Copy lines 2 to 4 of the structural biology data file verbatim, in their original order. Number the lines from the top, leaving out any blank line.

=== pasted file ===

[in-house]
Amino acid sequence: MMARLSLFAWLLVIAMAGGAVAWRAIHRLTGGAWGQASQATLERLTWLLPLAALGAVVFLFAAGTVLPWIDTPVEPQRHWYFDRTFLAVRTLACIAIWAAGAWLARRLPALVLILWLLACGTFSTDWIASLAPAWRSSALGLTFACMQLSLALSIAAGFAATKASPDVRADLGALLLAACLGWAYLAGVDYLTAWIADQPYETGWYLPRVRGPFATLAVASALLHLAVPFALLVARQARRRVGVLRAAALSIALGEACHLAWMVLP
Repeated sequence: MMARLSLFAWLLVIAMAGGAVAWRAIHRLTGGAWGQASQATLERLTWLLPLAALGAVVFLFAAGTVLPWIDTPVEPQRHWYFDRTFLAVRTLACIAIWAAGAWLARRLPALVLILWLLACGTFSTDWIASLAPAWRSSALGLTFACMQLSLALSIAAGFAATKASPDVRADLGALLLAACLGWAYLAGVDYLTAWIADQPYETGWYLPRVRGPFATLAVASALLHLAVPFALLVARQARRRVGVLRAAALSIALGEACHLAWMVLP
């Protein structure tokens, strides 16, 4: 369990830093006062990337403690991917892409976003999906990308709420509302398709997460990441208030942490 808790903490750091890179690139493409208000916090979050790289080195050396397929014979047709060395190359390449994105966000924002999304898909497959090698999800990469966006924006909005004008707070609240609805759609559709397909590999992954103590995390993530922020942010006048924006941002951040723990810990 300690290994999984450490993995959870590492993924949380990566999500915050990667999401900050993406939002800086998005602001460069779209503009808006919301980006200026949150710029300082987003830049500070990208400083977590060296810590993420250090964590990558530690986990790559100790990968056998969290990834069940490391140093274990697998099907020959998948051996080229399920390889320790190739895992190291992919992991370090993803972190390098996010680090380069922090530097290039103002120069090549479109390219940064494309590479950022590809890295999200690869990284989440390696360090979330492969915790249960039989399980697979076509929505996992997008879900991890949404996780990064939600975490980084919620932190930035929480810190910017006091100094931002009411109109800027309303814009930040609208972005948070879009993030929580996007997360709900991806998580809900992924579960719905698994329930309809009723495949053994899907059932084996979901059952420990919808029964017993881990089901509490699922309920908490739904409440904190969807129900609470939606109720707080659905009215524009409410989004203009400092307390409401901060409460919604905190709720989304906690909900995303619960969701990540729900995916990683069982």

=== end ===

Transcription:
Amino acid sequence: MMARLSLFAWLLVIAMAGGAVAWRAIHRLTGGAWGQASQATLERLTWLLPLAALGAVVFLFAAGTVLPWIDTPVEPQRHWYFDRTFLAVRTLACIAIWAAGAWLARRLPALVLILWLLACGTFSTDWIASLAPAWRSSALGLTFACMQLSLALSIAAGFAATKASPDVRADLGALLLAACLGWAYLAGVDYLTAWIADQPYETGWYLPRVRGPFATLAVASALLHLAVPFALLVARQARRRVGVLRAAALSIALGEACHLAWMVLP
Repeated sequence: MMARLSLFAWLLVIAMAGGAVAWRAIHRLTGGAWGQASQATLERLTWLLPLAALGAVVFLFAAGTVLPWIDTPVEPQRHWYFDRTFLAVRTLACIAIWAAGAWLARRLPALVLILWLLACGTFSTDWIASLAPAWRSSALGLTFACMQLSLALSIAAGFAATKASPDVRADLGALLLAACLGWAYLAGVDYLTAWIADQPYETGWYLPRVRGPFATLAVASALLHLAVPFALLVARQARRRVGVLRAAALSIALGEACHLAWMVLP
């Protein structure tokens, strides 16, 4: 369990830093006062990337403690991917892409976003999906990308709420509302398709997460990441208030942490 808790903490750091890179690139493409208000916090979050790289080195050396397929014979047709060395190359390449994105966000924002999304898909497959090698999800990469966006924006909005004008707070609240609805759609559709397909590999992954103590995390993530922020942010006048924006941002951040723990810990 300690290994999984450490993995959870590492993924949380990566999500915050990667999401900050993406939002800086998005602001460069779209503009808006919301980006200026949150710029300082987003830049500070990208400083977590060296810590993420250090964590990558530690986990790559100790990968056998969290990834069940490391140093274990697998099907020959998948051996080229399920390889320790190739895992190291992919992991370090993803972190390098996010680090380069922090530097290039103002120069090549479109390219940064494309590479950022590809890295999200690869990284989440390696360090979330492969915790249960039989399980697979076509929505996992997008879900991890949404996780990064939600975490980084919620932190930035929480810190910017006091100094931002009411109109800027309303814009930040609208972005948070879009993030929580996007997360709900991806998580809900992924579960719905698994329930309809009723495949053994899907059932084996979901059952420990919808029964017993881990089901509490699922309920908490739904409440904190969807129900609470939606109720707080659905009215524009409410989004203009400092307390409401901060409460919604905190709720989304906690909900995303619960969701990540729900995916990683069982």